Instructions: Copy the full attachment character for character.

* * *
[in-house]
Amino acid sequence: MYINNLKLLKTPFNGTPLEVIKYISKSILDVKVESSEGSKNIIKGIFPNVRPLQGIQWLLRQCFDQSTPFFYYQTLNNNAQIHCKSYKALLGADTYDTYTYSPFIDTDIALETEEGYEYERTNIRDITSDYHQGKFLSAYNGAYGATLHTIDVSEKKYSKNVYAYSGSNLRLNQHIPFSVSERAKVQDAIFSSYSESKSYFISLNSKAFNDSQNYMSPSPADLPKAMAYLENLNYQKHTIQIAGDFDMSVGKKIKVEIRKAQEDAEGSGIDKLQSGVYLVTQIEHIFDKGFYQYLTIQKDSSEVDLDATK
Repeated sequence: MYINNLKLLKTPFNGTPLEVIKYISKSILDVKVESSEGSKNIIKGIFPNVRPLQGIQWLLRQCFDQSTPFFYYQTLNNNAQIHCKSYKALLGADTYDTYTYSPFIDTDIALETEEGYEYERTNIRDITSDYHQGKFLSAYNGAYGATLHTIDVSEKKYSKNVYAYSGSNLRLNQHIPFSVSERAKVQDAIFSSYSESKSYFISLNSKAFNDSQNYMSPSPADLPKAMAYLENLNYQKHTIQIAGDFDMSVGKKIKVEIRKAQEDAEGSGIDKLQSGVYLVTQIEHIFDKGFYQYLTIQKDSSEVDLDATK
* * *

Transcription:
[in-house]
Amino acid sequence: MYINNLKLLKTPFNGTPLEVIKYISKSILDVKVESSEGSKNIIKGIFPNVRPLQGIQWLLRQCFDQSTPFFYYQTLNNNAQIHCKSYKALLGADTYDTYTYSPFIDTDIALETEEGYEYERTNIRDITSDYHQGKFLSAYNGAYGATLHTIDVSEKKYSKNVYAYSGSNLRLNQHIPFSVSERAKVQDAIFSSYSESKSYFISLNSKAFNDSQNYMSPSPADLPKAMAYLENLNYQKHTIQIAGDFDMSVGKKIKVEIRKAQEDAEGSGIDKLQSGVYLVTQIEHIFDKGFYQYLTIQKDSSEVDLDATK
Repeated sequence: MYINNLKLLKTPFNGTPLEVIKYISKSILDVKVESSEGSKNIIKGIFPNVRPLQGIQWLLRQCFDQSTPFFYYQTLNNNAQIHCKSYKALLGADTYDTYTYSPFIDTDIALETEEGYEYERTNIRDITSDYHQGKFLSAYNGAYGATLHTIDVSEKKYSKNVYAYSGSNLRLNQHIPFSVSERAKVQDAIFSSYSESKSYFISLNSKAFNDSQNYMSPSPADLPKAMAYLENLNYQKHTIQIAGDFDMSVGKKIKVEIRKAQEDAEGSGIDKLQSGVYLVTQIEHIFDKGFYQYLTIQKDSSEVDLDATK